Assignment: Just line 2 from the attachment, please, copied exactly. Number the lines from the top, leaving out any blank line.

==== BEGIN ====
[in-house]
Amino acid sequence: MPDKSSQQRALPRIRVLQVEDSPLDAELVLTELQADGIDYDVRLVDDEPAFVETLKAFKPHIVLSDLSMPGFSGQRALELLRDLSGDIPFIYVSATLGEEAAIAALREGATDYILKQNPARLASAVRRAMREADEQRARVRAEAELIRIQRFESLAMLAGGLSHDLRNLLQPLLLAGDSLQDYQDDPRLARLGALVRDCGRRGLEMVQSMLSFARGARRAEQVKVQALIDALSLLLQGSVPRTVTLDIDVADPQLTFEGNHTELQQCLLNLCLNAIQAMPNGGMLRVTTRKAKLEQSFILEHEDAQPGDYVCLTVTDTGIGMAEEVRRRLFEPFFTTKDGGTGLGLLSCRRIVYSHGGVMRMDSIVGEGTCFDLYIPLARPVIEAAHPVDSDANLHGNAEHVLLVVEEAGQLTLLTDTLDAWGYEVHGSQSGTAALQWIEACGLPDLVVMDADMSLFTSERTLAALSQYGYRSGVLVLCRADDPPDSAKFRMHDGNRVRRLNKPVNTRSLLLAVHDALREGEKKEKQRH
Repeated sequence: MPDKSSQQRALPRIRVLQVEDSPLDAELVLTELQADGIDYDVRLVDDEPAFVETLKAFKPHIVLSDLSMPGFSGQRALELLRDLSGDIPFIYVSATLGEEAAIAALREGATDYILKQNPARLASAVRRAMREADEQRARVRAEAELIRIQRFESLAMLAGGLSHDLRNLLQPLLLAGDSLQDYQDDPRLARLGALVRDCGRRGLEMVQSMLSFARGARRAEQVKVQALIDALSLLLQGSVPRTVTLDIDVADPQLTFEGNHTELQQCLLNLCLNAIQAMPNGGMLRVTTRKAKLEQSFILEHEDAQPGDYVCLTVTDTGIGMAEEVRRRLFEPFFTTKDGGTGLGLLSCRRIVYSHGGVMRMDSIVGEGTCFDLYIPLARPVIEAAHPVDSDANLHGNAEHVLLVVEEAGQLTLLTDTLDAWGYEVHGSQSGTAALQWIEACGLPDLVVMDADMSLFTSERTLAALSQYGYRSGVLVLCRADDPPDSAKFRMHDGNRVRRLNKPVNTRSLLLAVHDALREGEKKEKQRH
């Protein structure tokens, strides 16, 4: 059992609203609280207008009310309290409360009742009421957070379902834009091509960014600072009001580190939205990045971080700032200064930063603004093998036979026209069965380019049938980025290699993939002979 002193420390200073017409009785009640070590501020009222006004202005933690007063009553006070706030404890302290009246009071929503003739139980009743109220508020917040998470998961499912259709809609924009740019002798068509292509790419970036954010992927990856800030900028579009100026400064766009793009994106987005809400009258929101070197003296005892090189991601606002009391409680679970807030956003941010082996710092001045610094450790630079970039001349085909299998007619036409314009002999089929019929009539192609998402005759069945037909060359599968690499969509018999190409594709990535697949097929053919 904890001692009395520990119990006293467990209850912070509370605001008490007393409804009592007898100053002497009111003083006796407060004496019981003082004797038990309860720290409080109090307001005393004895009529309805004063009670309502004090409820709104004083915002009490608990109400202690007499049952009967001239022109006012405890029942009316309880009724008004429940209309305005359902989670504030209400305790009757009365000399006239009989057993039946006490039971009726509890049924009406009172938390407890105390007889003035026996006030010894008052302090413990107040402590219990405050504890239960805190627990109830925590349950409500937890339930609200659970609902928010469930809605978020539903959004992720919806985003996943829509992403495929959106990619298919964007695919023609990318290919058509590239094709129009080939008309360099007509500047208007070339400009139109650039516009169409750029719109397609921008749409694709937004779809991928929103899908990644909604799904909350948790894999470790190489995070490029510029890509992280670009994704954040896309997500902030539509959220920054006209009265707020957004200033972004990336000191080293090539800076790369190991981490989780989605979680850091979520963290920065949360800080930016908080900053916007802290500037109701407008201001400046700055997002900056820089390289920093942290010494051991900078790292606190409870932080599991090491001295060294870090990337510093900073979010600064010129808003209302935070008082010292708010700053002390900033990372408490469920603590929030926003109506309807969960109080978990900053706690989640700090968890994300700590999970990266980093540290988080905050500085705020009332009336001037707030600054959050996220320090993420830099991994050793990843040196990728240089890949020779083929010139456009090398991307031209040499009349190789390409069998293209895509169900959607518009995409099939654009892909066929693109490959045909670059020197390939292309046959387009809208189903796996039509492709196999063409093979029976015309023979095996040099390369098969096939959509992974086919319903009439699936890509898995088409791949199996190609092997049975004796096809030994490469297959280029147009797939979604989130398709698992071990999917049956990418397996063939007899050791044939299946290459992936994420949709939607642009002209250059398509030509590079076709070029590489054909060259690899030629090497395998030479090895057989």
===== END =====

Amino acid sequence: MPDKSSQQRALPRIRVLQVEDSPLDAELVLTELQADGIDYDVRLVDDEPAFVETLKAFKPHIVLSDLSMPGFSGQRALELLRDLSGDIPFIYVSATLGEEAAIAALREGATDYILKQNPARLASAVRRAMREADEQRARVRAEAELIRIQRFESLAMLAGGLSHDLRNLLQPLLLAGDSLQDYQDDPRLARLGALVRDCGRRGLEMVQSMLSFARGARRAEQVKVQALIDALSLLLQGSVPRTVTLDIDVADPQLTFEGNHTELQQCLLNLCLNAIQAMPNGGMLRVTTRKAKLEQSFILEHEDAQPGDYVCLTVTDTGIGMAEEVRRRLFEPFFTTKDGGTGLGLLSCRRIVYSHGGVMRMDSIVGEGTCFDLYIPLARPVIEAAHPVDSDANLHGNAEHVLLVVEEAGQLTLLTDTLDAWGYEVHGSQSGTAALQWIEACGLPDLVVMDADMSLFTSERTLAALSQYGYRSGVLVLCRADDPPDSAKFRMHDGNRVRRLNKPVNTRSLLLAVHDALREGEKKEKQRH